Tenants worried that landlords would raise rents before new rent controls go into effect will find it easier to rest as the city council approves a rollback this week and tightens the new rules.
Although the council approved the rent stabilization rules in its first reading last month, it ultimately did not approve them at a later meeting when some councilors decided to include a rollback date as to when they would take effect. On Tuesday, after a 3-to-2 vote — with Mayor ProTem Mike Barbanica and Councilman Lori Ogorchock disagreeing — the council approved newly formulated rules, reversing the date to August 23 so that landlords can’t set rents. increase meanwhile.
Although house prices in Antioch are lower than in many neighboring cities, many renters have complained of exorbitant rent increases of up to $500 or more per month — sometimes several times a year. Many low-income residents struggling to afford rising housing costs have urged the city to provide tenant protection, including on Tuesday as dozens spoke out at the council meeting.
Regina Bernie, an Antioch resident and member of the nonprofit Monument Impact, said the global pandemic was negatively impacting her and other tenants.
“I am here with my community and colleagues asking for a rent increase cap of 60% CPI (Consumer Price Index) and a maximum of 3%,” she said.
Tanya Dean of Antioch, who works in early childhood education, also pushed for support for rent stabilization, saying she was “horrified” at all the insecurities facing parents and children today.
“I fear for their mental and physical well-being, the parents have to work two jobs to pay the rent or just get the supplies they need,” she said. “This is unnecessary stress. And we’re putting this stress on these kids and their families and they’ve got to stop. It must stop. … It is imperative that we ensure these families are taken care of, we must make housing affordable for all families.”
Edith Pastrano, a member of the Alliance of Californians for Community Empowerment (ACCE), said her work has gone door-to-door asking tenants what they are most concerned about, and the resounding answer is the high cost. of housing.
“I can tell you that everyone is concerned that their rents are rising at a rate that their incomes can’t keep up with,” she said. “The prices of goods and services are rising and gas is at an all-time high. Families have to make tough decisions to make ends meet. No parent should have to choose between feeding their kids a prescription or paying an extra few $100 a month in rent to keep a roof over their heads at night.
“As you cast your vote, think of the hundreds of families whose livelihoods depend on tonight’s vote. Protect families from the profits of companies that will never recognize when enough is enough,” she added.
The recently revised rules also add a definition of “housing services” so that if one’s lease includes essential amenities such as laundry facilities, hot and cold water, garbage disposal, cleaning services, parking and the like, landlords must provide what they say they will.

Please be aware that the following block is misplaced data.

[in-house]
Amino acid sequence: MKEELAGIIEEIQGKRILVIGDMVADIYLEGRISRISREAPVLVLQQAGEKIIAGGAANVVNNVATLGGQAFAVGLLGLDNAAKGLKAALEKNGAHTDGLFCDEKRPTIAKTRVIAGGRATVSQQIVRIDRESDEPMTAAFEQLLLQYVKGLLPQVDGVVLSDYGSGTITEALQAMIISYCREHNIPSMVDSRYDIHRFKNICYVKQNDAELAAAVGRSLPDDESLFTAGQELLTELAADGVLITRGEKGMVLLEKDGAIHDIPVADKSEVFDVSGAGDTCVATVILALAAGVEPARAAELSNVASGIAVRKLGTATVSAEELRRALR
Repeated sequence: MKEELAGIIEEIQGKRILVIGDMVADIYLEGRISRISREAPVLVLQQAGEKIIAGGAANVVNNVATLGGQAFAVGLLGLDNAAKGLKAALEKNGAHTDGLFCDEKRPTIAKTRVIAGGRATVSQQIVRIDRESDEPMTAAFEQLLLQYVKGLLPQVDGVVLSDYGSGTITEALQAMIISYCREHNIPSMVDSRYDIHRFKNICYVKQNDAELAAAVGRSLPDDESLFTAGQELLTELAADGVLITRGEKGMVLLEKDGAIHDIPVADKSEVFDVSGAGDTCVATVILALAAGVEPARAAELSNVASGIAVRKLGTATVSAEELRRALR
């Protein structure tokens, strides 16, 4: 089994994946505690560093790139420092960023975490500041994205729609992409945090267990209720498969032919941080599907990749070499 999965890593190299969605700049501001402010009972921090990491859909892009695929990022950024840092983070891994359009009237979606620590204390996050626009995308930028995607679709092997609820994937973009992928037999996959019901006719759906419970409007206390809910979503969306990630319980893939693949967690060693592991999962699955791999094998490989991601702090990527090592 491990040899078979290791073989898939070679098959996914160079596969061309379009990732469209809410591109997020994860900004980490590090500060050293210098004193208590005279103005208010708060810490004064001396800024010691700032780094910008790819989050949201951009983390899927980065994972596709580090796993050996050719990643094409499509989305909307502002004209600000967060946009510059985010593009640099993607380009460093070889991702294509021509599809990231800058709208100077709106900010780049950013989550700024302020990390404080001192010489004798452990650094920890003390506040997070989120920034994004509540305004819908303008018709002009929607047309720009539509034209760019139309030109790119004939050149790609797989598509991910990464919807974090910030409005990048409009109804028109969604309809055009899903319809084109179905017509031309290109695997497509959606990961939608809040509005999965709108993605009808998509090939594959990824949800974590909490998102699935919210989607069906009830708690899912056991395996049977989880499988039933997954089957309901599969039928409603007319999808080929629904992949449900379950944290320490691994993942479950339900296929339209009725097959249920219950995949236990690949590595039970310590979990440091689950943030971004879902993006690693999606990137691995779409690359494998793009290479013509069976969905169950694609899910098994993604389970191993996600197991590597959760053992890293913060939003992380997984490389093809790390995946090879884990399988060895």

In addition to large rent increases, tenants complained about landlords failing to take action against cockroaches, broken appliances, leaky plumbing and unkempt common areas, and unusable amenities such as swimming pools that never open.
Under state law, cities can no longer introduce rent controls, which would regulate initial rents, but they can introduce rent stabilization rules that regulate how much rents can be increased during the year.
Juan Gonzalez of Antioch said his landlord raised his rent by $400, an amount he has struggled to pay.
“I can’t afford it if they raise my rent $400, and trust me, for a lot of people it’s not a lot of money, but for me it is — it’s $4,800 a year,” he said. “You have to understand after a pandemic and all the struggles I’ve been through…”
Under Antioch’s new rent stabilization rules, only one rent increase per year is allowed. But to comply with state law, not all rental units would be subject to the proposed rent stabilization regulations. That’s because the Costa-Hawkins Rental Housing Act prohibits local restrictions on units built after February 1, 1995 and for single-family homes without associated units, as well as condominiums and cooperatives.
The local measure would cover owner-occupied duplex and Low Income Tax Credit Program-funded affordable housing projects, including many of the city’s larger complexes, such as the Casa Blanca, Delta View and Delta Pines apartments.
Under the new rules, the rent ceiling is 3%, or 60% of the consumer price index, with only one rent increase per year. It’s the same cap Oakland uses.
A tenant can also request a rent reduction if he believes that the landlord has asked for or accepted more rent than is allowed under the new rules. A landlord who believes the limit on rent increases will prevent them from receiving a “fair and reasonable return” on the property can also request the city for an increase in excess of what is allowed.
As part of the implementation of the program, the city will need to hire a deputy city attorney — to the tune of $294,714 with benefits — to assist with legal questions related to rent stabilization, conduct hearings and make decisions, the report said.
Councilor Monica Wilson gestured for approval, which Councilor Tamisha Torres-Walker did, and the measure passed without discussion.